A California couple found $10 million in gold coins, and they're selling the loot
A California couple was out walking the dog around their property last year when they stumbled across eight buried cans—with an estimated $10 million worth of gold coins inside. A year later, the rare coin dealer approached by the anonymous couple went public with the find on Tuesday. The long delay from find to fame was partly because of questions about how strong the couples claim to ownership was for the roughly 1,400 gold coins, dated from 1847 to 1894.
And it turns out that, in many cases, finders really are keepers.
Governments have been issuing rules about lost and found property—who owns it and how it shall be divided—for millennia. If a Roman walking around the Coliseum grounds in the days of Emperor Hadrian’s rule stumbled upon a half-buried pot full of bronze bars, half went to the lucky Roman, half to Hadrian. Today, if an Londoner unearths rare golden coins in his backyard, those belong to the royal family—who would likely pay the digger a handsome fee.
In modern day America, the presumption is “finders-keepers”—though there is a web of statutes and case law that can complicate such a simple maxim.
Generally, “the finder of lost property can keep it against all the world… qualified by the question of where it was found,” says property law expert John Orth, a professor at the University of North Carolina. In the case of “John and Mary” (as they’re being called) and their California coins, the strongest factor in their favor is that they found the coins on their own property. Even if someone could prove that their great-great-grandfather buried those cans, there’s likely little the descendant could do if their grandfather sold that land to John and Mary’s family. “When you buy something, normally you get anything that’s been hidden in it,” says Orth, offering the example of a man who bought a used car for $600 and gets to keep $10,000 he finds in the trunk.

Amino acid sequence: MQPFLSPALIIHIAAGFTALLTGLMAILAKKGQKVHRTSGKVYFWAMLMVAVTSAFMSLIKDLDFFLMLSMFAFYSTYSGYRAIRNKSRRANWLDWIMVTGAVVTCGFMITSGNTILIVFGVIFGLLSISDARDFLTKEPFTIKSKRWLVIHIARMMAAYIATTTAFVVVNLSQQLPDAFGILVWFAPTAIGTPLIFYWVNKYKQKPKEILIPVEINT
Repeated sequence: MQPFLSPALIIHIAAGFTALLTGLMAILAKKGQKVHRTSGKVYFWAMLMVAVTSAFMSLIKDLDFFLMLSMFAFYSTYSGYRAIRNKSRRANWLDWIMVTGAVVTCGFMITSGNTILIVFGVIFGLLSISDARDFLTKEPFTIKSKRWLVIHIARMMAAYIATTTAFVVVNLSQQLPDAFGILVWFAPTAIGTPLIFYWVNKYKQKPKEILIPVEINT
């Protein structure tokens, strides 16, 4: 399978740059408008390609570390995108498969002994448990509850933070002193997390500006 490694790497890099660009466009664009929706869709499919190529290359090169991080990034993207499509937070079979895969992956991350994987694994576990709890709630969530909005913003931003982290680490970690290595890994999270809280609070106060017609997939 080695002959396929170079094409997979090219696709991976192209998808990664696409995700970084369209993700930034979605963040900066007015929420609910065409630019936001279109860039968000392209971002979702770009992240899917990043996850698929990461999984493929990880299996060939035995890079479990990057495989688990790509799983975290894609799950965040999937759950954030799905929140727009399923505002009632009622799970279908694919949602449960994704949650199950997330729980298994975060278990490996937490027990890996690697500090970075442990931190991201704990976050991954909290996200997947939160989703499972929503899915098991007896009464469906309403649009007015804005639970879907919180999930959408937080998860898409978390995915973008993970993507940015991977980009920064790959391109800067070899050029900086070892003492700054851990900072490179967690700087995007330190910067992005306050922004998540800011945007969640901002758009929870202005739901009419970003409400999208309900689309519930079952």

If John and Mary had found the coins while taking a walk on someone else’s property, the booty would likely go to that landowner. But what if someone stumbles across something valuable on public property? Say a San Franciscan strolling across the Golden Gate Bridge finds a bag containing $1 million in cash. In California, there is a law mandating that any found property valued over $100 be turned over to police. Authorities must then wait 90 days, advertise the lost property for a week, and finally release it to the person who found it if no one could prove ownership. Orth says it’s rare for cities or states to make any claim to found property, like the goods that metal-detector-wielding treasure hunters find on public beaches, unless it has some historical or archeological significance.